Ask Confidently: A Word to Churches about Financial Giving

I went to a fundraising event recently where I heard the best request for financial support I can remember.

It wasn’t the rhetoric or the moving stories that did it, although both were strong. It was how confidently the nonprofit founder asked.

He wasn’t embarrassed or tentative. He didn’t make jokes about our pocketbooks. He didn’t allude to money as an elephant in the room. (In fact, a few days before the event, he told us all in an email, “I’ll be asking you to make a pledge of financial support for the coming year.”)

He also didn’t use phony emotional language to move our heartstrings.

He simply set our expectations, then confidently met them.

And between setting our expectations and meeting them, he told us stories.

He gave the microphone to people in the organization, from volunteers to key staff members. They each shared their unique angle on the work so that by the time he came up to give closing remarks, we were basically bought in. Then he shared statistics that aligned with a clear, convincing vision for the organization’s future.

We saw the work being done, the skill and thought with which it was being done, and we believed it was worth supporting.

And it’s exciting to fill out a support card when you feel like you’re joining a movement you trust.

What does this have to do with you?

If you are reading this, you are probably a church leader or a churchgoer, which means in the coming weeks you will probably give or ask people to give—especially with Giving Tuesday and year-end giving around the corner.

Ready for the Year-End Giving Boom?

There’s a lot to say about financial giving and its biblical foundations, but I want to leave you with one simple message: ask confidently, give generously.

Ask confidently

Ask confidently because you are part of the greatest movement alive—one that will live forever.

Tell the story.

Tell the story of God’s riches to the people of Israel in the wilderness (Exod 16).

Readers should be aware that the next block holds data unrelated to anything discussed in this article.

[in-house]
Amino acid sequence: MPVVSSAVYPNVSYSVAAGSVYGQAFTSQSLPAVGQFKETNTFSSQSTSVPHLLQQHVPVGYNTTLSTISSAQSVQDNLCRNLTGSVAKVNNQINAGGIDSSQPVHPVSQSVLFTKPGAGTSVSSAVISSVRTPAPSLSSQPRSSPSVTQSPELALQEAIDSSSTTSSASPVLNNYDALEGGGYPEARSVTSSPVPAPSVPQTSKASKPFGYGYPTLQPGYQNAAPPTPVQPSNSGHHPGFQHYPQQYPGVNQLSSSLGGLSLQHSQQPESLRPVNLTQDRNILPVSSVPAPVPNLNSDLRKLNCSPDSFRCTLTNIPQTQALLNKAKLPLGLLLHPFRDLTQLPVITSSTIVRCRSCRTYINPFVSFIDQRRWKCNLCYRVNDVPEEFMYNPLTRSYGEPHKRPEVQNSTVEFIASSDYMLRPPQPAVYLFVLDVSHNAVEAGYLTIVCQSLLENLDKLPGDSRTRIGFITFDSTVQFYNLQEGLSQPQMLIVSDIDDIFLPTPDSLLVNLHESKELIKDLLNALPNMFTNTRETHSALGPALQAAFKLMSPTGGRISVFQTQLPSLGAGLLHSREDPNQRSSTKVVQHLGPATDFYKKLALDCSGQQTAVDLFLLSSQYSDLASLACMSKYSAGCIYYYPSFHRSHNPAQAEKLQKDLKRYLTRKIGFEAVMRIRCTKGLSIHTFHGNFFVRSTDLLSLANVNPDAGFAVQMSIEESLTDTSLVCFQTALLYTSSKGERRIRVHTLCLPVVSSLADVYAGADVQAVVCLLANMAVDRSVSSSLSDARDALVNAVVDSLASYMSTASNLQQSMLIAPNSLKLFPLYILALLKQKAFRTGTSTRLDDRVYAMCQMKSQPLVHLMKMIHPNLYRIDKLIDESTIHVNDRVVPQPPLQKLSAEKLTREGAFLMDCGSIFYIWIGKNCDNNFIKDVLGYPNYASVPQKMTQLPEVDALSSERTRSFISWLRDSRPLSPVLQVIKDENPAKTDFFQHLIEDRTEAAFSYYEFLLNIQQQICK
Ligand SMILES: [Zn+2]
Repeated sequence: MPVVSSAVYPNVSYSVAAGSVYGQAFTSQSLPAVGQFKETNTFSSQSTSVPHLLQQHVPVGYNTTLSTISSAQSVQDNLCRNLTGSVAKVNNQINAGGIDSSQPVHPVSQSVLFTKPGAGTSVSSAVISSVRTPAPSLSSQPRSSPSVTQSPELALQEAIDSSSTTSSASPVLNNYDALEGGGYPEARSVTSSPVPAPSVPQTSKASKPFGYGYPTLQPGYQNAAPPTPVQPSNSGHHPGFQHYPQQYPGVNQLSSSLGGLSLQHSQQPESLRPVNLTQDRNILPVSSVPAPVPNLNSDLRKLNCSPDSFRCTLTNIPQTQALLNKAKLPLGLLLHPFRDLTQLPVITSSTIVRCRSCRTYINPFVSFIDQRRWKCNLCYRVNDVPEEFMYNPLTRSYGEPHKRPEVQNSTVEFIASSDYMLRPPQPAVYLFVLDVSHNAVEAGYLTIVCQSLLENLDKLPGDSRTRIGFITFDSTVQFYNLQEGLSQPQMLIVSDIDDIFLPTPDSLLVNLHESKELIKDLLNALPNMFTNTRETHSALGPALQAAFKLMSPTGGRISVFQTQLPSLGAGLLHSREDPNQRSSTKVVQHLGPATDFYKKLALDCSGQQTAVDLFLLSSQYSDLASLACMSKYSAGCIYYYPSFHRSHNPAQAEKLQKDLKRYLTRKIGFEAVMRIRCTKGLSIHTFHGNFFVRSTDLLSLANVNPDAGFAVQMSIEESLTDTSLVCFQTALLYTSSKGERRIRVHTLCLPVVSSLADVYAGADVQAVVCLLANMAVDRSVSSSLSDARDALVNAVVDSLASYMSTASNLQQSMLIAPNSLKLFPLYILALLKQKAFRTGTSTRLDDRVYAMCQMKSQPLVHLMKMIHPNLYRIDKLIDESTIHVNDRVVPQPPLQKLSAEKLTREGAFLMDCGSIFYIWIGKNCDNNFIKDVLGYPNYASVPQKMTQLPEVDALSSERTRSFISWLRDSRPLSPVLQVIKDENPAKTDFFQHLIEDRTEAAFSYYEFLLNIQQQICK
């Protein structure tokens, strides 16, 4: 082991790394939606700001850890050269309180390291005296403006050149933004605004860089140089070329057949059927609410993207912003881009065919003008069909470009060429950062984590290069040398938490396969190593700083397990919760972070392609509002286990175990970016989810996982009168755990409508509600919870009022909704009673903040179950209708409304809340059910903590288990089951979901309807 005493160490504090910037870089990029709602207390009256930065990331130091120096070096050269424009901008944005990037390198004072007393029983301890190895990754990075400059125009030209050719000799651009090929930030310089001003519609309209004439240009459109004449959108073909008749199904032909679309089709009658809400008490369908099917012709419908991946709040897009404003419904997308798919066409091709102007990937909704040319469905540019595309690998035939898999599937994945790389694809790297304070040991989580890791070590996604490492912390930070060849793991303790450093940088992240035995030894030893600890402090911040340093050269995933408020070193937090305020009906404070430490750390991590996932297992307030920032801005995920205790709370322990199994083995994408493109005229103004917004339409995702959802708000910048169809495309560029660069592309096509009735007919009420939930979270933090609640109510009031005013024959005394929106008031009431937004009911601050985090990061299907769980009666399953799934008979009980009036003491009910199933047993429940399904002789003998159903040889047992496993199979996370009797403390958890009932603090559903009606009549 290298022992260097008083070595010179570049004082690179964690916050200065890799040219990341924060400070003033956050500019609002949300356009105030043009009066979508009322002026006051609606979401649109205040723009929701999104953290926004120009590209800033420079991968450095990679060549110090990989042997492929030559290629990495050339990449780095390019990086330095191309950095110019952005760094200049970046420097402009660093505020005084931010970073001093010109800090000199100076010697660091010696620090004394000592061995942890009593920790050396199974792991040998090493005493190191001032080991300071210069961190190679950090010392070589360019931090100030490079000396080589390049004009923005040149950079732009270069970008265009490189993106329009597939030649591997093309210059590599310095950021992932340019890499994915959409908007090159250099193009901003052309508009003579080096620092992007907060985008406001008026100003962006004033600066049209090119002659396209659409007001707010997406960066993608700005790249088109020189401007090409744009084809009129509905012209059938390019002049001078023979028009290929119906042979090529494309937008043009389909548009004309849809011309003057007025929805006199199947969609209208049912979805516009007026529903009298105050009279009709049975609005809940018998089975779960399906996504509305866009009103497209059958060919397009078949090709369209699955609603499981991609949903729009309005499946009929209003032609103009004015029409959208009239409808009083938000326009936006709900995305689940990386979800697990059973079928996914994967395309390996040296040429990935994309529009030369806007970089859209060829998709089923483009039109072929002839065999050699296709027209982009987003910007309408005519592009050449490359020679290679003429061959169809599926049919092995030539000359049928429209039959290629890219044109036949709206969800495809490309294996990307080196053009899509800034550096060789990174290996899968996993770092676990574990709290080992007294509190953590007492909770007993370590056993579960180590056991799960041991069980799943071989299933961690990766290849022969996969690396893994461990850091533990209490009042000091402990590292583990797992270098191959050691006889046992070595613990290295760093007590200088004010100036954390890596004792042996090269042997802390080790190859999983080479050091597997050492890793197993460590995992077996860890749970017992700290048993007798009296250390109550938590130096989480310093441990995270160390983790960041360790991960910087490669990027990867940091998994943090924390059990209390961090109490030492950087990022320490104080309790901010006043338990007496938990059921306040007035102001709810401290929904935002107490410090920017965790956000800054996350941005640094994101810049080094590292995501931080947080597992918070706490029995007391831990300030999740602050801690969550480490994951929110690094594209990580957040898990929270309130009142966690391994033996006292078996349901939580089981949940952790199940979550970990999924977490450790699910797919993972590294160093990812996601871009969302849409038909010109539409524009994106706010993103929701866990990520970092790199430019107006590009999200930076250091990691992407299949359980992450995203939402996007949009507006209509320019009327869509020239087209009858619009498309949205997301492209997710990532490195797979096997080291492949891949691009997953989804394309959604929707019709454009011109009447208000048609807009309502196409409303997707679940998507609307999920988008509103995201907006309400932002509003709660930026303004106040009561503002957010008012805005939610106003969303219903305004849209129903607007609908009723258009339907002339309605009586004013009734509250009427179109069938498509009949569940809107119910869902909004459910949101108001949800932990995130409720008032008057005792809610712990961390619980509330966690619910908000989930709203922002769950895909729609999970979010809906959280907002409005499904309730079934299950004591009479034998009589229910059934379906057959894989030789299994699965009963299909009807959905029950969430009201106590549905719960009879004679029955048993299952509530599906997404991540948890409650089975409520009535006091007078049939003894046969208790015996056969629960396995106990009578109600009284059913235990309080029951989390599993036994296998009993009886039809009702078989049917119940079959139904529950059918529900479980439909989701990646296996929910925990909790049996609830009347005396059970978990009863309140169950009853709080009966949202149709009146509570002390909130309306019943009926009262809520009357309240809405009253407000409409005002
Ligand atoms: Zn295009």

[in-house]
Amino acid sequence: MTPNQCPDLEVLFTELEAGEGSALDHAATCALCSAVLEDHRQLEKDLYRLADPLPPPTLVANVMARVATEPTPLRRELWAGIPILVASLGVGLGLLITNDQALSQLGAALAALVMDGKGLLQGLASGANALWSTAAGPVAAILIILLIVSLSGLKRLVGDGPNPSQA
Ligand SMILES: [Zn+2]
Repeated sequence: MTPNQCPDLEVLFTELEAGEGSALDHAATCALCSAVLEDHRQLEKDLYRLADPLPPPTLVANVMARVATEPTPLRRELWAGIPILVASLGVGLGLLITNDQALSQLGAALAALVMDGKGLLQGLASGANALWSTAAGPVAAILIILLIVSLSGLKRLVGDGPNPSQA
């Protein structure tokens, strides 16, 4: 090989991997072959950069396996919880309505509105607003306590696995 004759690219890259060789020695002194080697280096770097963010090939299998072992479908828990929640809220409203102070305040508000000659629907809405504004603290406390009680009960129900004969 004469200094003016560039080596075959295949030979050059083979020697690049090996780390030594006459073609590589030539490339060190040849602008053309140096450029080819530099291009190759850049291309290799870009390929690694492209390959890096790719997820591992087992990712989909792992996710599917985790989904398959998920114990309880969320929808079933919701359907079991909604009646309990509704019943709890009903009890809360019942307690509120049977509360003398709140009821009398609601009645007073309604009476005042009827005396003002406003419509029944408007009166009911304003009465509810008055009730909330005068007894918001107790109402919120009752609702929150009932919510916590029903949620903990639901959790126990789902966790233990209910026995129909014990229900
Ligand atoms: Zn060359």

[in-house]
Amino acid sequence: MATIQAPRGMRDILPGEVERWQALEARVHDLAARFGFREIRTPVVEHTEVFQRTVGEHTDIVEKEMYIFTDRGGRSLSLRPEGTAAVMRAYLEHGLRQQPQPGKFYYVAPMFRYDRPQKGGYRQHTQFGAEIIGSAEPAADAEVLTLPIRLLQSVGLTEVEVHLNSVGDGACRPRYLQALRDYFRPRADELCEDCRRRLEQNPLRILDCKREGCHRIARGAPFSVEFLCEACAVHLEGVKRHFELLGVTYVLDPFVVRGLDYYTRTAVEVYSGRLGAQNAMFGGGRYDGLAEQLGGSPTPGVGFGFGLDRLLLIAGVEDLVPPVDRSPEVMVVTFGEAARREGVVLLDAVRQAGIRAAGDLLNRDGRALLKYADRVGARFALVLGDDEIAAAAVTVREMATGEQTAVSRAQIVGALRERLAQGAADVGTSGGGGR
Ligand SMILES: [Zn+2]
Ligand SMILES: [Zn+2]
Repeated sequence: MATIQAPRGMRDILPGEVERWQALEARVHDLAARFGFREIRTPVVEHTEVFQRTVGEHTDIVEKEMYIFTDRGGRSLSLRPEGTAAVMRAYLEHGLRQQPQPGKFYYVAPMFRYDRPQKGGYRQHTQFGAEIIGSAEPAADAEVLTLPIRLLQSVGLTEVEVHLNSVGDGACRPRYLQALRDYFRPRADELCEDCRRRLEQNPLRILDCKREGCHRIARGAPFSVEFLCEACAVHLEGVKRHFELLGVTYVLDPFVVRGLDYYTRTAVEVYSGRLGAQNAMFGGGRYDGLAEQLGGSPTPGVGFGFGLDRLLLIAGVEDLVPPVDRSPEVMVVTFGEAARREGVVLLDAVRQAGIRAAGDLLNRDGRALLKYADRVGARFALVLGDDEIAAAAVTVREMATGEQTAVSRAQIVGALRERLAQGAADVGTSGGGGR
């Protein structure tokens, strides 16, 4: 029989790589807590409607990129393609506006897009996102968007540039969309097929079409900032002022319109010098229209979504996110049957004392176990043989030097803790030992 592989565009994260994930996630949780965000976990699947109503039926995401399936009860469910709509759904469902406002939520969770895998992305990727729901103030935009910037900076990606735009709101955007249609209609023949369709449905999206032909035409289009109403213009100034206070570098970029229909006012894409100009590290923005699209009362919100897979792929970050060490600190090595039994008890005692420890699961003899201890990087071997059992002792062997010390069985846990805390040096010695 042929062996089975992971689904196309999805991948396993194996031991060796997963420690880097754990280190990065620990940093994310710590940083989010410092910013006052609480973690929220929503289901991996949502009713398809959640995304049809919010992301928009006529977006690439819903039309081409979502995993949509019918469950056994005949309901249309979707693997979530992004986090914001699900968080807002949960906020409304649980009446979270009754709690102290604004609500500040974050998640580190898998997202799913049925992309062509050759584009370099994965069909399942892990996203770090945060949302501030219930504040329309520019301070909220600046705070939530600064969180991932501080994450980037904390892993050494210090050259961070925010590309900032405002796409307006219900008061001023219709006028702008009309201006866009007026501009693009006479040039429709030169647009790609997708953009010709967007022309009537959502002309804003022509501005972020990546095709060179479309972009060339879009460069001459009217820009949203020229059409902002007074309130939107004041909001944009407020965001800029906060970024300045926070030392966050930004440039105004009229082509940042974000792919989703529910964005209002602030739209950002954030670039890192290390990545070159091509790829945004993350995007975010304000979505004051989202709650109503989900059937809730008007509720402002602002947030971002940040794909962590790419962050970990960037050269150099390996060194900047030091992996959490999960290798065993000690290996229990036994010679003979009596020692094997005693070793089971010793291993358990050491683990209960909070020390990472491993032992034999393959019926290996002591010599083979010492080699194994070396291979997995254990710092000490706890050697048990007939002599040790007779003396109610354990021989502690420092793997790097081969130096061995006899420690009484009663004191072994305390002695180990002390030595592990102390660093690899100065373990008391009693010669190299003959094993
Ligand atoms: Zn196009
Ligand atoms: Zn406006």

Tell of his provision for the widow who cried out to Elisha (2 Kgs 4:1–7).

Tell of what Jesus did for the five thousand and four thousand (Matt 14:13–21; 15:32–39) and for the greater spiritual provision he made for the world (Matt 26:26–29).

Then tell your own stories.

Tell of how your benevolence fund helped a single mother out of a jam.

Tell of your partnerships overseas.

Tell of all the ways your church has grown this year, giving thanks to God and relating it to the gospel of grace.

And try not to say the word “encourage.”


Ask your church to give confidently to God’s mission, because we have reason for confidence and no reason to be tentative.

Give generously

When you are asked, give from a generous heart, not out of obligation. Ultimately, none of us give because we are asked. We give because we’ve been given much.
Consider Paul’s words from 2 Corinthians 9:

Remember this: Whoever sows sparingly will also reap sparingly, and whoever sows generously will also reap generously. Each of you should give what you have decided in your heart to give, not reluctantly or under compulsion, for God loves a cheerful giver. And God is able to bless you abundantly, so that in all things at all times, having all that you need, you will abound in every good work. As it is written:

“They have freely scattered their gifts to the poor;
their righteousness endures forever.”

Now he who supplies seed to the sower and bread for food will also supply and increase your store of seed and will enlarge the harvest of your righteousness. You will be enriched in every way so that you can be generous on every occasion, and through us your generosity will result in thanksgiving to God.

“And through us your generosity will result in thanksgiving to God”—an endless loop of God’s gifts coming down to us and rising back to him in thanksgiving.
Paul calls confidently for cheerful giving because we have a generous God.
We can do the same.


Not only can you confidently ask your people to give generously—you can also confidently preach about generosity.  The free Generosity Sermon Kit includes three Scripture-full sermon outlines about being generous with time, talents, and resources. Plus, you also get sermon notes, small group guides, and more. Download it today.
Generosity Sermon Kit: Free Ready-to-Use Kit Get instant access

Written by
Matthew Boffey

Matthew Boffey (MDiv, Trinity International University) is the pastor of worship at Christ Church Bellingham. He is also editor-in-chief of Ministry Team magazine, has edited several books, and has written for several blogs and publications, including Relevant online, the Logos blog, and the Faithlife blog.

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Written by Matthew Boffey